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Putting the Buzz Back into Computer Science Education

Vic Callaghana, Malcolm Lear, and Anasol Peña-Rios, University of Essex; Victor Zamudio, Canterbury Christ Church University, United Kingdom; and Ping Zheng, Technology Institute of Leon, Mexico

November 01, 2013

Vic Callaghana, Malcolm Lear, and Anasol Peña-Rios, University of Essex; Victor Zamudio, Canterbury Christ Church University, United Kingdom; and Ping Zheng, Technology Institute of Leon, MexicoNovember 01, 2013

Computer Science teachers and students face a particular problem in relation to their practical assignments; a shortage of time! Typically, student practical work is organised so students have only a few hours to design, assemble and test a system. Generally that means computer science students have to use pre-designed hardware which limits their scope for creative design.

Systems that enable developers (students or professional designers) to quickly create working prototypes are called rapid prototyping systems. Buzz-Boards are one such rapid- prototyping system and adopt the principle of utilising modularised plug-together boards in order to enable a wide variety of products to be created quickly, leaving the students more time to focus on creative design elements and programming the systems.

For educators wishing to procure tools to support such educational processes, there are a number of systems available. One of the most widely used prototyping kits is the Arduino system. This is an open-source physical computing platform based on a choice of two processors, ARM and Atmel’s ATmega328 microcontrollers. There is a huge user base and a good choice of add-on boards. Programming is an implementation of Wiring which is a Java based platform and IDE (but can be expanded through C++ libraries).

Another is mbed, a rapid prototyping platform developed through collaboration between ARM and Philips which is popular with commercial developers, which supports ARM based product design (http://mbed.org/). It has a practical dual-inline form, allowing it to be plugged into electronic boards in much the same way as an integrated circuit (making it easy to integrate into prototypes). It can be developed in various ways but one attractive option is an online C/C++ compiler and IDE which provides highly productive collaboration support.

Finally, there is the Raspberry Pi . It differs from the majority of bare-board platforms in that its functionality is closer to a data processing computer (ie desktop computer functionality) rather than an embedded computer. As a consequence the RPi IO is somewhat limited. It was originally intended that Python would be its main programming language but the massive RPi user base have ensured it can run numerous OSs and languages.

However, these devices and similar systems also have educational shortcomings. For example they frequently need additional hardware to create useful applications, requiring either third part add-ons or a high level of electronic competency to construct the required hardware. While for electronics engineering, there may be advantages in undertaking electronic design, for most computing students, needing to focus on programming, it’s a drawback.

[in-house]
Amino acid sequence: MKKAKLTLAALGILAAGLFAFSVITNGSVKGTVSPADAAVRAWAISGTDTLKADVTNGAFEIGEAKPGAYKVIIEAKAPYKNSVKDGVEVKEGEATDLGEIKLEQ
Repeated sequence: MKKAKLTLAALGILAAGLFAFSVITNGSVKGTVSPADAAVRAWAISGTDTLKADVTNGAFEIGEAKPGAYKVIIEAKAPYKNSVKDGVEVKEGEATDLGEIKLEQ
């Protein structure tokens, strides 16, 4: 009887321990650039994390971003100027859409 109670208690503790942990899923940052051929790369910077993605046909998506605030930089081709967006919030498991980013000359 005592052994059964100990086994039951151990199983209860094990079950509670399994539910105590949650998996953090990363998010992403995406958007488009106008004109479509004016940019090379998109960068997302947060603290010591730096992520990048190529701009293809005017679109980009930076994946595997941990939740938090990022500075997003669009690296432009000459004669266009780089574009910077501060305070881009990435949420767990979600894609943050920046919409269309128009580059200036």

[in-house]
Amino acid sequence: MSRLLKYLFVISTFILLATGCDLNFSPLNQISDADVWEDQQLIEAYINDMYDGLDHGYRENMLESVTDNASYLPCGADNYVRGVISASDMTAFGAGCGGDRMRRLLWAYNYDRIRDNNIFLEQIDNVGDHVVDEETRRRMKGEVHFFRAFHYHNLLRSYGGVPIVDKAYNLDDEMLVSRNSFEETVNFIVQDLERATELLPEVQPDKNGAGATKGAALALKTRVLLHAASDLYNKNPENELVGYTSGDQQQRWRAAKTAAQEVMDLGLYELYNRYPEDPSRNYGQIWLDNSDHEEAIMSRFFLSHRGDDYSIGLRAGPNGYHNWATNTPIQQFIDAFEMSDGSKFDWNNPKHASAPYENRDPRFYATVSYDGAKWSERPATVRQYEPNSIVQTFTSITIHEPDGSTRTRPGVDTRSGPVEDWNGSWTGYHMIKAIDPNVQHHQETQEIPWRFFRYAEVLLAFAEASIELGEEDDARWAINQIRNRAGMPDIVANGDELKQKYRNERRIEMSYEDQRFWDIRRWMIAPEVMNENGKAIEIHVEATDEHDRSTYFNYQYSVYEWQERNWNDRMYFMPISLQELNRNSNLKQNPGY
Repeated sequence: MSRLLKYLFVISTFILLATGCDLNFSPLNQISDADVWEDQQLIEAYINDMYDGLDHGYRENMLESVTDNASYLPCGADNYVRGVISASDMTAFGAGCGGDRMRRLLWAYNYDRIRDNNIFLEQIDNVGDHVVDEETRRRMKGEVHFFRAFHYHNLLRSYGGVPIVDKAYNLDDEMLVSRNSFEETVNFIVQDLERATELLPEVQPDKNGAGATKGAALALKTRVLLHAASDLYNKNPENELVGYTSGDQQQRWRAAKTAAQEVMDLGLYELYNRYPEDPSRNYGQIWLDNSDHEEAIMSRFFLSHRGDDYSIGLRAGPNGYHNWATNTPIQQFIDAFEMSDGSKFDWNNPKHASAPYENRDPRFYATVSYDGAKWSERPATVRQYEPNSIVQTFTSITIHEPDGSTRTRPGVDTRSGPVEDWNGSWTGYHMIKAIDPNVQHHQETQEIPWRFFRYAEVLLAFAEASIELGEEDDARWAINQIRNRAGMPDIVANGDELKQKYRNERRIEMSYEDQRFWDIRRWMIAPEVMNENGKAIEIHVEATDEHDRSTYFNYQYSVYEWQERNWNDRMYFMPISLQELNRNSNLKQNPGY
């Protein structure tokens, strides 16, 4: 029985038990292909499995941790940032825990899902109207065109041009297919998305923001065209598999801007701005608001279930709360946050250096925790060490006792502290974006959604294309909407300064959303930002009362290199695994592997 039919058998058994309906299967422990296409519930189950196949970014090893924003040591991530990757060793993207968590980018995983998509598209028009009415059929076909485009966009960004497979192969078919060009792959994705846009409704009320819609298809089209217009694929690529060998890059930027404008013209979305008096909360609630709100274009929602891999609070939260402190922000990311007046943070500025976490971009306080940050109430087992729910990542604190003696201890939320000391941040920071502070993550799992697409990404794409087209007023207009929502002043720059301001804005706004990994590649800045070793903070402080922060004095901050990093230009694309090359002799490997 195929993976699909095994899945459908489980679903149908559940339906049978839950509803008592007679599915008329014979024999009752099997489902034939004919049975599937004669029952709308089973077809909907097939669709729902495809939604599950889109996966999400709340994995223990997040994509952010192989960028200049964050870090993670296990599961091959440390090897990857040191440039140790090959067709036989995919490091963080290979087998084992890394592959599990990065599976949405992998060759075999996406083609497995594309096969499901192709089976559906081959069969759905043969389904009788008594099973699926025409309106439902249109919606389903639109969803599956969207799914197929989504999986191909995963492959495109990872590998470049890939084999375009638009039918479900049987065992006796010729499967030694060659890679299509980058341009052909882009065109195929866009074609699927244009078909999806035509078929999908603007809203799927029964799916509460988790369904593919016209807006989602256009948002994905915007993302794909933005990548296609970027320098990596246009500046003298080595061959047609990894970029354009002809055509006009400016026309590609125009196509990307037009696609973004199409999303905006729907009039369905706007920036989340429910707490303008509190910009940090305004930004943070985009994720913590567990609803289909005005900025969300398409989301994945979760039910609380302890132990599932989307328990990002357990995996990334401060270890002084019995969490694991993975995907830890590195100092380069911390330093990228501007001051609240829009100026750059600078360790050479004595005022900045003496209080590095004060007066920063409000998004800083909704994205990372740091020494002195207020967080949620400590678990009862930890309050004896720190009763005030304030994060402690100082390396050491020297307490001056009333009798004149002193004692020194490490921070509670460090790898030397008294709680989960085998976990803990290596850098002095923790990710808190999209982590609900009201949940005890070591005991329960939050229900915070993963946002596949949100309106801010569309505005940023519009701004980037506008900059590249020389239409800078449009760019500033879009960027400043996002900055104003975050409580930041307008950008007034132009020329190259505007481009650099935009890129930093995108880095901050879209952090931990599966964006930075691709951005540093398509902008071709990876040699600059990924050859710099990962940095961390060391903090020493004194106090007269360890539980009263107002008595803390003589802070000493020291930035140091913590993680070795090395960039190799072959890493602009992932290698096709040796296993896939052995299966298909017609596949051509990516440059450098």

In this paper we discuss this challenge in relation to teaching computer science and present an approach, BuzzBoard, which we believe can be used as a vehicle for simultaneously providing a motivating theme while acting as a teaching tool to illustrate important computing principles.

BuzzBoard is a rapid prototyping kit of hardware and software components that enable students and developers to quickly create Internet-of-Things, Pervasive Computing and Intelligent Environments products.

The main processor board we designed adopted two methods of interfacing a wide range of processors. The first was a 40 pin dil socket designed to accept modules that have little more than a processor on-board, thus keeping cost to a minimum. This socket was based on the already existing mbed processor module thus immediately allowing full mbed compatibility. This processor agnostic socket links to the main boards Buzz-Bus sockets and on-board OLED display, push buttons, LED’s etc.

The second processor interface is a dedicated Raspberry Pi connector. The Raspberry Pi is a very popular low cost ARM processor board widely used in education. Unfortunately it suffers from limited peripheral IO interfaces, however it does support the I2C and SPI serial buses and with the use of some Buzz interfaces, can be made fully Buzz-Bus compatible.

Buzz-Boards are networked processors with a rich set of IO. Because the hardware structure is highly visible, through the process of plugging in functional units, the architecture principles are made more evident to students. The processors run an OS which can be programmed at various levels, from machine code through high-level languages such as C++ to end-user programming.

Beyond the basic Buzz-Board functionalities there are a huge variety of applications they can be used to illustrate. Some popular topics are the Internet-of-Things, Pervasive Computing and Intelligent Environments. All these topics are characterised by intensive use of networks, distributed computing and real- time operation. Clearly choosing application areas is also an important consideration both to support the underlying computer science and open the door to a longer term job market.

To read more of this external content, download the complete paper from the Fortito web site. 

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